Royal Mail has announced that it will not increase the salary of chief executive Moya Greene - at her own request.
The move appears to sidestep a potential clash with the Government, which still holds a 30% chunk of the group after it was controversially privatised last year.
It comes after it was reported today that ministers were on a collision course with the company after chairman Donald Brydon wanted to improve Ms Greene's pay after she steered Royal Mail through the stock market flotation.
In a statement, the company said: "The remuneration committee of Royal Mail group has decided not to propose any base pay increase or new incentive arrangements for the chief executive officer.
"In doing so, the committee has taken into account the views and wishes of the CEO."
Ms Greene's total pay package for the year to March 2013 was £1.22 million. This does not include a controversial £250,000 perk to help her buy a house, which she repaid. But it was still up from £1.1 million the year before.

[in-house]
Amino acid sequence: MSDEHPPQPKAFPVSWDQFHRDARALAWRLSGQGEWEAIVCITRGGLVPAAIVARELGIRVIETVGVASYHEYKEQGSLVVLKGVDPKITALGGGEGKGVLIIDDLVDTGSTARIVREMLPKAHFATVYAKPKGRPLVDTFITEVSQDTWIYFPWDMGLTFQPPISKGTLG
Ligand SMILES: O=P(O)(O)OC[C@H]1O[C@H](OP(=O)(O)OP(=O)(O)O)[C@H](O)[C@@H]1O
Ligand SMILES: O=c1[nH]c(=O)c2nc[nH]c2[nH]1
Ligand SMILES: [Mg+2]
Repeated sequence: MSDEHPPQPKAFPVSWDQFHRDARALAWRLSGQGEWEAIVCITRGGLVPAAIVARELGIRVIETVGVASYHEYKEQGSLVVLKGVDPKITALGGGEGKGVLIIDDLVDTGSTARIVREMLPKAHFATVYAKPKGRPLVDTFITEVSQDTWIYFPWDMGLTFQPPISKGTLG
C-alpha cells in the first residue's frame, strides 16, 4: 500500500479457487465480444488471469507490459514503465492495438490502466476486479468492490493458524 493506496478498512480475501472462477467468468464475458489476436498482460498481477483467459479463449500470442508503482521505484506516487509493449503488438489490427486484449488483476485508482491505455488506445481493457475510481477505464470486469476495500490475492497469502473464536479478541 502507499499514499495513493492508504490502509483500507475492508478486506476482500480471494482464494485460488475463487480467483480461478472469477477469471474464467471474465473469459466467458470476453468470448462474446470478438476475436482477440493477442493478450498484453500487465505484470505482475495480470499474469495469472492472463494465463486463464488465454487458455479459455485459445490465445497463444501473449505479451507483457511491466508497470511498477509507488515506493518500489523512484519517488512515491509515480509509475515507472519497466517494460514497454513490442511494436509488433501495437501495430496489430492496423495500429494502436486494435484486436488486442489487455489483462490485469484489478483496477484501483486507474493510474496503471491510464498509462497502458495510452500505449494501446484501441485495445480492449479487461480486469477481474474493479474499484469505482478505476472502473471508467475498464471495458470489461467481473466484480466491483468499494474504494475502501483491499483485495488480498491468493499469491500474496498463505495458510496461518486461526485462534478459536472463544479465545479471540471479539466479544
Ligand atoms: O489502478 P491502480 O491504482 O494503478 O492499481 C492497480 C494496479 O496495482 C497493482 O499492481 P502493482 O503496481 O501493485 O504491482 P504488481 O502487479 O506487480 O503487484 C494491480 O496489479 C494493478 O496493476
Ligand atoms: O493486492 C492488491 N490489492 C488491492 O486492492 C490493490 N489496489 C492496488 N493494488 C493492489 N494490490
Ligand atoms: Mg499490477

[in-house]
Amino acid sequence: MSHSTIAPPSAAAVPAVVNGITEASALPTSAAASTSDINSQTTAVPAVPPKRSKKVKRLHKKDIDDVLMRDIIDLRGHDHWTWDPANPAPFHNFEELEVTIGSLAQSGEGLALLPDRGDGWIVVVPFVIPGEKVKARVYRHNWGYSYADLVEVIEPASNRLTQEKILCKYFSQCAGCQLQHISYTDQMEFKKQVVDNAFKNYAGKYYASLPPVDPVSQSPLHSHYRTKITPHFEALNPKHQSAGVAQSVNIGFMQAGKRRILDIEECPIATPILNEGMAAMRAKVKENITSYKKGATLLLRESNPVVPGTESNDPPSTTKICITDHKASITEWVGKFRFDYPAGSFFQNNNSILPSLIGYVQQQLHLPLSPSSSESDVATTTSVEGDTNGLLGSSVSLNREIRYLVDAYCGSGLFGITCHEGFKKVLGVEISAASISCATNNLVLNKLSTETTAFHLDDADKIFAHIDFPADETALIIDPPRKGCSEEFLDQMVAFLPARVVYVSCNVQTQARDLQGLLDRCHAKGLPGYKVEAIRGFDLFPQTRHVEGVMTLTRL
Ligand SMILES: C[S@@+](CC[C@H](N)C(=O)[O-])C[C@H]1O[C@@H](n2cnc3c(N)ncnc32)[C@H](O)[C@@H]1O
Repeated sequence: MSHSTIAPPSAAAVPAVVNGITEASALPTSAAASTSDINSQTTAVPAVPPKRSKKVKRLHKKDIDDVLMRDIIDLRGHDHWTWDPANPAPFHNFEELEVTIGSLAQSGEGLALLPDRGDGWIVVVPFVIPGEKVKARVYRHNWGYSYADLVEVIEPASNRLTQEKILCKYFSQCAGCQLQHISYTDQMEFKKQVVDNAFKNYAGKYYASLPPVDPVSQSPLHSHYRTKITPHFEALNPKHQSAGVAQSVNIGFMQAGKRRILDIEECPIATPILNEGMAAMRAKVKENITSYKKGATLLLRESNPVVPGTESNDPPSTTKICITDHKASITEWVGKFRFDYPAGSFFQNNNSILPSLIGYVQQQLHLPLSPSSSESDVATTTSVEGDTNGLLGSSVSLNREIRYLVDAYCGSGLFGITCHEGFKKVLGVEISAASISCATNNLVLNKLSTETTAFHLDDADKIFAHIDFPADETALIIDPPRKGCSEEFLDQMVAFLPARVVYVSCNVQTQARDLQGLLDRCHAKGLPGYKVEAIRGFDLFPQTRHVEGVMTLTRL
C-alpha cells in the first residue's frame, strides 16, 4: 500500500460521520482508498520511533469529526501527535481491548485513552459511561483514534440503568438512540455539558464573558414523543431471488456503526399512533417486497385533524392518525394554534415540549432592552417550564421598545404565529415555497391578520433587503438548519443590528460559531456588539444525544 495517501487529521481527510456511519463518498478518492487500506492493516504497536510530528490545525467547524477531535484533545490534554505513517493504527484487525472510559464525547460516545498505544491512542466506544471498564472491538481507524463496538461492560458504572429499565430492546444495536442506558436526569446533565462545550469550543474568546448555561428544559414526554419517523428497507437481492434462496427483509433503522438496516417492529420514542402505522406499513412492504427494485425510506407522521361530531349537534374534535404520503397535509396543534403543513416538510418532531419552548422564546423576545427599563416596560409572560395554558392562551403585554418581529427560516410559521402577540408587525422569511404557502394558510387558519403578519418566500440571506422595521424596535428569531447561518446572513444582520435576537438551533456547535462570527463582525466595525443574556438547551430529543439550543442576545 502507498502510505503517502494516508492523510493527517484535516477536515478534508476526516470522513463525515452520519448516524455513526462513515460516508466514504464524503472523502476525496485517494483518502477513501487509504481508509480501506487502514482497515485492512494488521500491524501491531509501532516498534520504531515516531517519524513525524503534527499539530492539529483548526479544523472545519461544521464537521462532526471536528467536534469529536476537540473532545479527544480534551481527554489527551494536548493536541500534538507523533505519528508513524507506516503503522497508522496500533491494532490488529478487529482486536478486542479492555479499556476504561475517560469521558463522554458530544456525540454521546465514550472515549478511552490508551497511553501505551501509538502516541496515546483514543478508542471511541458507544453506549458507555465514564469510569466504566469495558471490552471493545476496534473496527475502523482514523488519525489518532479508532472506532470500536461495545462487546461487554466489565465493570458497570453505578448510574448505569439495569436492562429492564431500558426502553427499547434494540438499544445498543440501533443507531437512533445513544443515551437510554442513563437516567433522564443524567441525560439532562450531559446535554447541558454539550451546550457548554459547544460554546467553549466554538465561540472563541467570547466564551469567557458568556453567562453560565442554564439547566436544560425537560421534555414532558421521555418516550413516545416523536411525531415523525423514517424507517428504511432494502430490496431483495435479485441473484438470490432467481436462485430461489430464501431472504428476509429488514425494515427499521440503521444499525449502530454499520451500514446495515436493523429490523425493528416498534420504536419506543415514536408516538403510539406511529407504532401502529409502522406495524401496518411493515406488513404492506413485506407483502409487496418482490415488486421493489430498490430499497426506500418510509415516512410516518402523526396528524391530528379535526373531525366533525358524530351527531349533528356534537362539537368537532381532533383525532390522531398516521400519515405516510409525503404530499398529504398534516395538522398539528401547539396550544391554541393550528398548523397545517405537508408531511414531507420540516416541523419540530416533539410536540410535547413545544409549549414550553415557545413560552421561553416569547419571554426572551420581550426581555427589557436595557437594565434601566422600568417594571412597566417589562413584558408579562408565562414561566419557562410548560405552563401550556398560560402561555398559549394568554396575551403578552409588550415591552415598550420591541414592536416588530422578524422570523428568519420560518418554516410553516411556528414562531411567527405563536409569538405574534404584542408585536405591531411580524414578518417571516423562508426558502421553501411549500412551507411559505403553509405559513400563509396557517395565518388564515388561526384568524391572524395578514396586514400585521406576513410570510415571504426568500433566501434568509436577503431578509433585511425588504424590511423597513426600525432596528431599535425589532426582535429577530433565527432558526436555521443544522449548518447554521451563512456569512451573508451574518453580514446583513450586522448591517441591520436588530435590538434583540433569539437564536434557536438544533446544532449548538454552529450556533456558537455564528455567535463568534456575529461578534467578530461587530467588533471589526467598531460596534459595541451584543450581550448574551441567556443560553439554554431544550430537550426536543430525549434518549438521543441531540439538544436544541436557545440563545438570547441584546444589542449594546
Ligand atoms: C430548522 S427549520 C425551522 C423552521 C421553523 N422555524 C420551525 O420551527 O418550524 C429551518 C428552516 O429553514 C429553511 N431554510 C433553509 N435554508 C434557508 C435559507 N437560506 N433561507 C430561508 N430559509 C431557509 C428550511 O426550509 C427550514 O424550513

This included a £498,000 base salary - unchanged since 2010 - as well as her bonus, pension and other benefits.
It is the latest controversy to hit the group amid accusations that last autumn's stock market float saw it sold off on the cheap.
The company was initially valued at £3.3 billion but a surge in the share price since then has seen it soar to more than £5 billion.
Last week, MPs were told that the asset management arm of Lazard, independent adviser on the sale, made an £8 million profit selling shares in the first week of trading following privatisation. The bank said there was a "Chinese wall" over the advice.
Business Secretary Vince Cable said: "I admire the restraint the Royal Mail board has shown today. I appreciate the continuing good work of Moya Greene, their CEO, in transforming the business."
Last month he wrote to the chairs of the remuneration committees of each of the top 100 companies listed on the London Stock Exchange urging pay restraint.
Dave Ward, deputy general secretary of the Communication Workers Union, said: "Companies such as Royal Mail should be mindful of the gulf between the pay of senior staff and the lowest-paid employees, particularly as those on the lowest incomes are financially squeezed because of the increase in the cost of living.
"We welcome Royal Mail's decision to freeze the salary of the chief executive. The UK has one of the highest pay gaps in its private sector companies in the world and any steps towards addressing these inequalities instead of making them worse are welcome."